Partly this is because in the "public-private partnership model," if it's not in the contract, the concessionaire isn't interested. It's not unlike the criticism of unions over "working to the rule."  This btw is the biggest problem with contracting.  It's not about iterative improvement or incorporating new developments in technology and programs as they occur after the contract was signed..

    Lack of metropolitan and regional integrated transportation planning.  The other is no one in a position of authority is asking these kinds of questions.

    I've argued that in part this is because we don't have a true metropolitan/regional scaled transportation planning and operation system comparable to that of the Germans, Paris or London (although I learned in my UK trip that while Transport for London has a lot of authority, there are also significant gaps, not unlike in the DC area).

    And, as someone said at a meeting last night, the organization tasked with metropolitan scale transportation planning in the DC region is more of a "collator" putting into a combined list the various projects offered up by the separate jurisdictions.

    But it's both the lack of a regional-metropolitan transportation planning organization with heft combined with the failure to approach planning in a transformational fashion.

    -- "The answer is: Create a single multi-state/regional multi-modal transit planning, management, and operations authority association," March 2017
    -- "Verkehrsverbund: The evolution and spread of fully integrated regional public transport in Germany, Austria, and Switzerland," Ralph Buehler, John Pucher & Oliver Dümmler, International Journal of Sustainable Transportation (2018)

    Update on actions.  There is some movement on a couple of the recommendations.

    1. Montgomery County Bus Rapid Transit.  In the 20 programmatic recommendations (Part 2 |   the program (macro changes)), item #11 recommends that Montgomery County coordinate its rollout of Bus Rapid Transit with PL development. The recommendation specifically discussed service on New Hampshire Avenue.  But I failed to make a recommendation concerning Route 355 Rockville Pike/Wisconsin Avenue.

    In any case, the New Hampshire BRT route is being rolled out. And the Wisconsin Avenue route is moving forward too in planning, pushed forward in part by a new limited stop bus service along the corridor ("An express bus is coming Maryland Route 355 this fall. Next stop, BRT," Washington Post).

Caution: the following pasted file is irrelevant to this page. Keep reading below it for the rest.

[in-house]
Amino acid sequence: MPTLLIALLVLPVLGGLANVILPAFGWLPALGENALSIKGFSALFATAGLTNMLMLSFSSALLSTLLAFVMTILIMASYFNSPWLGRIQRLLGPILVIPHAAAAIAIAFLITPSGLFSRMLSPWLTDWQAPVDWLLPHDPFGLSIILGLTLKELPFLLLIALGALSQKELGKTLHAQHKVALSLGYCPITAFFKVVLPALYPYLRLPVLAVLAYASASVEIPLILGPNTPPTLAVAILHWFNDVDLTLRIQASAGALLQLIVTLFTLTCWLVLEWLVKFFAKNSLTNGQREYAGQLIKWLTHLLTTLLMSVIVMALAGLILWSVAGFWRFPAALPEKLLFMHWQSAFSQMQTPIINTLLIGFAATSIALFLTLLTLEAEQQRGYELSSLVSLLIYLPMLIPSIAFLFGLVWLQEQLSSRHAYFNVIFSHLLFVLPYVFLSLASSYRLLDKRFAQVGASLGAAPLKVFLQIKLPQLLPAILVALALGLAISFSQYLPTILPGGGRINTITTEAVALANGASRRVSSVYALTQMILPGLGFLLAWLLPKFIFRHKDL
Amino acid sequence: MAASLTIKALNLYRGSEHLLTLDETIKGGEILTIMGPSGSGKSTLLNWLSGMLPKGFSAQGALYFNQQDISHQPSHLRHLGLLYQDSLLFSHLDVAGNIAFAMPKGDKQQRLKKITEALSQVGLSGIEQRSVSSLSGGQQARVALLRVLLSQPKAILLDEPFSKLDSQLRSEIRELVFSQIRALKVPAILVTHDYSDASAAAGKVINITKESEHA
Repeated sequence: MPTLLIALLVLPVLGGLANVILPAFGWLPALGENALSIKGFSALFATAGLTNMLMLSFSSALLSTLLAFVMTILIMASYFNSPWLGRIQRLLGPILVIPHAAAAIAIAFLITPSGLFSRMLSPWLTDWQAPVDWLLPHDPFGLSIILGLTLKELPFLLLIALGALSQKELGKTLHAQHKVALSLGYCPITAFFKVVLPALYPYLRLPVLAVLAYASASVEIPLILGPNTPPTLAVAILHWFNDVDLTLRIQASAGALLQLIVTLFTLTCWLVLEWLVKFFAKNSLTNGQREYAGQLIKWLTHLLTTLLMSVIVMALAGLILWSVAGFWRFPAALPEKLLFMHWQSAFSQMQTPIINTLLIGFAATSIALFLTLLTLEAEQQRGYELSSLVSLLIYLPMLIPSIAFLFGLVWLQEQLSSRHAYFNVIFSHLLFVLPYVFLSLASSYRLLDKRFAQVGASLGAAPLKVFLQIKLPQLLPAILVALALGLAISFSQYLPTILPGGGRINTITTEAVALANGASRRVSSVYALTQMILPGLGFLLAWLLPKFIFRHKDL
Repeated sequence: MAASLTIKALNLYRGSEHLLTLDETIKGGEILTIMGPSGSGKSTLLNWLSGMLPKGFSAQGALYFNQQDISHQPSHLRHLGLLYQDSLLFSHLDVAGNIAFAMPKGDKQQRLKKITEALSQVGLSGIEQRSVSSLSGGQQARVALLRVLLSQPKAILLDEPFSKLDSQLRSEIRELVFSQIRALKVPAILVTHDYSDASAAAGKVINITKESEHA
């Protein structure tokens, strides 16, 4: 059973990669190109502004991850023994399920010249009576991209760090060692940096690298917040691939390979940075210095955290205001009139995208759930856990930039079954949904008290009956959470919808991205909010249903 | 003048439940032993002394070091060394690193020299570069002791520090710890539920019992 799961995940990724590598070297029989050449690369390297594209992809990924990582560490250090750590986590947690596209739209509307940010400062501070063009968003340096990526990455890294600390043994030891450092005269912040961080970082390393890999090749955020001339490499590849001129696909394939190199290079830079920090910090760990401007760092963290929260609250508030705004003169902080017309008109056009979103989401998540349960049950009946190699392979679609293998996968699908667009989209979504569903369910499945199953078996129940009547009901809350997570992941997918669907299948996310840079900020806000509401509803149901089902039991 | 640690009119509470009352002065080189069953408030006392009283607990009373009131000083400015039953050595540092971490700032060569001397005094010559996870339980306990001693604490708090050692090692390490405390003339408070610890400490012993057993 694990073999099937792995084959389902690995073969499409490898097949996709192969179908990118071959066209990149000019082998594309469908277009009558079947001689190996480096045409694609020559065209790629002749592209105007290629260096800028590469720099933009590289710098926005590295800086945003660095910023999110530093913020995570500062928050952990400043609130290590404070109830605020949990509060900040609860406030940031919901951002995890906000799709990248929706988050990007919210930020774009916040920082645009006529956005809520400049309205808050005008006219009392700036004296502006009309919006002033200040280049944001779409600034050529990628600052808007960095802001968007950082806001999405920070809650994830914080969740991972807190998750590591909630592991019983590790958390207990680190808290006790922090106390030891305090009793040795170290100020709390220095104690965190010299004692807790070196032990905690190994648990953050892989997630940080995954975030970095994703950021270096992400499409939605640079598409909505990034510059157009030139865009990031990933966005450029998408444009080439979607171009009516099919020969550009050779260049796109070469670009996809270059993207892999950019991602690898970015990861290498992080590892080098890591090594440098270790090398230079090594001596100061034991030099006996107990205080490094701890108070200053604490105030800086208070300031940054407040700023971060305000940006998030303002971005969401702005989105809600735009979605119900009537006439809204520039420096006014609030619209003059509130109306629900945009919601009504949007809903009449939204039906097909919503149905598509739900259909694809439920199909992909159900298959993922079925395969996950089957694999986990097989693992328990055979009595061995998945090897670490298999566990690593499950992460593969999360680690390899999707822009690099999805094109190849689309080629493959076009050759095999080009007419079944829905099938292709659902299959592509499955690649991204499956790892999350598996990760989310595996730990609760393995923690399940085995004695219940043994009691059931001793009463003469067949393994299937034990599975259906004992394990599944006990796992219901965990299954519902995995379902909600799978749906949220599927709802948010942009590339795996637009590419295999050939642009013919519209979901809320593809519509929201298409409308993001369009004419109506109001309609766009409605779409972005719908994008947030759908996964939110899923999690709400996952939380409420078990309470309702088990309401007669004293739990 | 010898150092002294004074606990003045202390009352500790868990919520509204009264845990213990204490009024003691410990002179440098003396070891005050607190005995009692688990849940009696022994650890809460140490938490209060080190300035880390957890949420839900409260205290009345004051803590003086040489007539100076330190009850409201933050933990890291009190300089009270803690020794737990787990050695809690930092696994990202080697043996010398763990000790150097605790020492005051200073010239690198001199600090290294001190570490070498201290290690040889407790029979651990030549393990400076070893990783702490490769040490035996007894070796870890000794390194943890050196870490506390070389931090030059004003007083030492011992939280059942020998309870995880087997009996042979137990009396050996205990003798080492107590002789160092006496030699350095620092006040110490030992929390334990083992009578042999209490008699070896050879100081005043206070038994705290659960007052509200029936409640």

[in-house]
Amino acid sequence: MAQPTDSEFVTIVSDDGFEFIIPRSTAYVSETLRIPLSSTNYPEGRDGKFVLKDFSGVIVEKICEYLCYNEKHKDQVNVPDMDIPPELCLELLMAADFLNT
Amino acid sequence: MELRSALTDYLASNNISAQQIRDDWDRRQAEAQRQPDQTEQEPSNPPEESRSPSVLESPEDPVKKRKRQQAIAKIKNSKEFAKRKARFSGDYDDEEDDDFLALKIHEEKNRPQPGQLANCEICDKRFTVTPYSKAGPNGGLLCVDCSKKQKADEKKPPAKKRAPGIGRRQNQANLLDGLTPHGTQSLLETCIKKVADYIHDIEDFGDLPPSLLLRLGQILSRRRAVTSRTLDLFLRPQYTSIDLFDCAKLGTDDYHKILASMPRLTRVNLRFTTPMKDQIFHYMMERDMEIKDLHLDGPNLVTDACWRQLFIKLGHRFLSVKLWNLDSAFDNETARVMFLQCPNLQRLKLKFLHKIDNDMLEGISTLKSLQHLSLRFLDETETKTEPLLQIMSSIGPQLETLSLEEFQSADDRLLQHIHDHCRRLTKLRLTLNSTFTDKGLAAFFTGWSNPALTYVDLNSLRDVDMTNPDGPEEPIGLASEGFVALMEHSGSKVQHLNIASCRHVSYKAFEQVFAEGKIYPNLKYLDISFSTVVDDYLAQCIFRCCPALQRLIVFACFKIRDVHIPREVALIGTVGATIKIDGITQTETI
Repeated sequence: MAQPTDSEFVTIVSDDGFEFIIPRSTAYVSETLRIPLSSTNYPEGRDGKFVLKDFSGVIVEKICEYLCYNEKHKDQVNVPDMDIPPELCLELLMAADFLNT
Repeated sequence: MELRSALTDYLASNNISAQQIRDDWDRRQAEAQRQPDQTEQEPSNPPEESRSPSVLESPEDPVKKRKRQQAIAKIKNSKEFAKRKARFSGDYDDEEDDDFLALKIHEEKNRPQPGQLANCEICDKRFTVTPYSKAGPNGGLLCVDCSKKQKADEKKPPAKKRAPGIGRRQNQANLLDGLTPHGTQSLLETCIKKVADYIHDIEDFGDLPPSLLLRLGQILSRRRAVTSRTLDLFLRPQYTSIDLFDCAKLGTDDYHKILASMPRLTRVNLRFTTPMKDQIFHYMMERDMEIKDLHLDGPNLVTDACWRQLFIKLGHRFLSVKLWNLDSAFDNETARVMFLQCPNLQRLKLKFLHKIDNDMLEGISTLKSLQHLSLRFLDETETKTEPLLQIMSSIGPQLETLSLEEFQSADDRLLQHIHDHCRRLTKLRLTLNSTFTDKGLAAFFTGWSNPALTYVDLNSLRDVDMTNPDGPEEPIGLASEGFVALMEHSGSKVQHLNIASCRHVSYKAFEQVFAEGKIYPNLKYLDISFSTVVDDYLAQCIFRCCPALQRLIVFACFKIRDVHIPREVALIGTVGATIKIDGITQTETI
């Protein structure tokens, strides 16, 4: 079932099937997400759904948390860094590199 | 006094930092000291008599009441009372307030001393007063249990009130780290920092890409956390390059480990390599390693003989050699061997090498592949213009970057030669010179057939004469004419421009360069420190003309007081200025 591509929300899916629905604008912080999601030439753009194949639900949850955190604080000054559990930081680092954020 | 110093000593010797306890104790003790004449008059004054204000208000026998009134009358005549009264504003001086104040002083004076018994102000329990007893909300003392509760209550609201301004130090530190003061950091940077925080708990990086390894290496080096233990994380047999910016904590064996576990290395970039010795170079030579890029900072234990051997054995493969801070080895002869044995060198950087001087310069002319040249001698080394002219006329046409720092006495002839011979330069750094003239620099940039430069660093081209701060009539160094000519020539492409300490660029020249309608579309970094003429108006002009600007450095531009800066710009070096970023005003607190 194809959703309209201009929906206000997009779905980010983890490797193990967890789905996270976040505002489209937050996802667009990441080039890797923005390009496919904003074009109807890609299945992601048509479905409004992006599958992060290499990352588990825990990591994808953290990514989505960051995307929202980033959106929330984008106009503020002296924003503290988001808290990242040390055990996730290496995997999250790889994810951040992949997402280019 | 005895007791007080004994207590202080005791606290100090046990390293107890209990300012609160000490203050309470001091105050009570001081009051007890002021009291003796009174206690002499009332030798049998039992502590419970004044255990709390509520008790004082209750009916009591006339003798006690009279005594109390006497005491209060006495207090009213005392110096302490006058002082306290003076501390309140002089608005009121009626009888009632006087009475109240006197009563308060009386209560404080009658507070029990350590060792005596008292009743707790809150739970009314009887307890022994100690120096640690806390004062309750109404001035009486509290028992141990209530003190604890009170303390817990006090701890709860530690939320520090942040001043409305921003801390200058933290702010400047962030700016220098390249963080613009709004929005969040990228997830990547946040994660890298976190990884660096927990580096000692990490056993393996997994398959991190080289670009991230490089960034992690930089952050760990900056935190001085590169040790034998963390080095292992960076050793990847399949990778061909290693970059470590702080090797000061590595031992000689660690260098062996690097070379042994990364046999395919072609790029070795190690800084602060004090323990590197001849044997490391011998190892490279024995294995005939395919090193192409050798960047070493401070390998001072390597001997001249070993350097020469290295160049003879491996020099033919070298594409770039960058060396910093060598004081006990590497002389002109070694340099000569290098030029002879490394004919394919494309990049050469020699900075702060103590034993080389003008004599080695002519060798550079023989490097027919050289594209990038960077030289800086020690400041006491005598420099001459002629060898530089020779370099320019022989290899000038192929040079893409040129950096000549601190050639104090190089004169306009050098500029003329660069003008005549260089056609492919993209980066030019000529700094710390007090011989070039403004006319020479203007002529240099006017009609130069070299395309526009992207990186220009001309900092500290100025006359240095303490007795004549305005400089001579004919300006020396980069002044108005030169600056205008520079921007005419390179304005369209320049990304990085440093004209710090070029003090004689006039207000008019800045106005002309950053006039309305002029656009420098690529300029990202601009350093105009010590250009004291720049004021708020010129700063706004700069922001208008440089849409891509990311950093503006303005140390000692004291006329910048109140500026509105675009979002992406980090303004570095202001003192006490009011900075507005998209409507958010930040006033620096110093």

The service is called RideOn Extra (Bus Route 101) and runs from Lakeforest Mall in Gaithersburg to the Medical Center Metrorail Station.

    But in keeping with #10, which recommends extending certain bus services on arterials connecting DC and Maryland to create better links with the Purple Line, the Route 355 BRT service should start at  Friendship Heights to ensure a better connection with DC.  But the planning process starts the route at the Bethesda Metrorail Station.

    That dovetails the recommendation within #10 of extending the DC 30s Metrobus Route on Wisconsin Avenue from its terminal at Friendship Heights Metrorail Station to the Bethesda Metrorail Station.

    2. Cycletracks on Fenton Avenue and East-West Highway in Silver Spring.  The Silver Spring series ("Creating a Silver Spring Sustainable Mobility District | Program Items 1-9") proposes the creation of a core sustainable mobility district bounded by Fenton Avenue on the east (Item #1) and East-West Highway on the west (Item #2).

    Part of this recommendation was creating high capacity cycletracks on those streets, rather than the "bypass" cycletrack the County has built on Second Avenue/Spring Street.

    The draft Montgomery County Bicycle Master Plan proposes those cycletracks.  The County Council public hearing to approve the plan is scheduled for July 10th.

    Note that I talked about this with a County planner at Bike to Work Day and he took the sustainable mobility corridor one step further, suggesting converting Fenton Avenue to a pedestrian corridor removing all motor vehicle traffic!  But that's not in the plan.

    Incremental movement. Well, that's not much to report but it is something.

    Purple Line as an economic development generator.  Relatedly, likely the Purple Line is an element that has influenced Amazon's pick of Montgomery County's White Flint district as a finalist in their search process for the creation of a second Amazon headquarters.

    Amazon says they prefer to locate in an area with quality transit service and the PL will expand the transit infrastructure available within Montgomery County.

    -- "Could Montgomery County be home to Amazon's new HQ2?," WJLA-TV
    -- "A look at Montgomery County, Maryland's bid for Amazon's second headquarters," Washington Business Journal
    -- "Exclusive: Montgomery County, emboldened by HQ2, also courting Apple," WBJ

    Although for all the same reasons as in hyper strong real estate markets like DC and Boston, I think "winning" would be problematic for Montgomery County.  Plopping that HQ in an already expensive residential property market will have significant impact, leading to high velocity price appreciation in Montgomery's residential property market, pricing even middle class households out of the market.

    Although the county is achieving some success with companies moving from car-centric locations to Metrorail station areas like Bethesda (Marriott) and Rockville (Choice Hotels), with a 12% vacancy rate in commercial markets, plus the recent announced loss of Discovery Channel which post-merger with Scripps Networks is consolidating the companies at locations outside of the DC region, landing Amazon (or Apple) would be seen as a major boon to the commercial property market.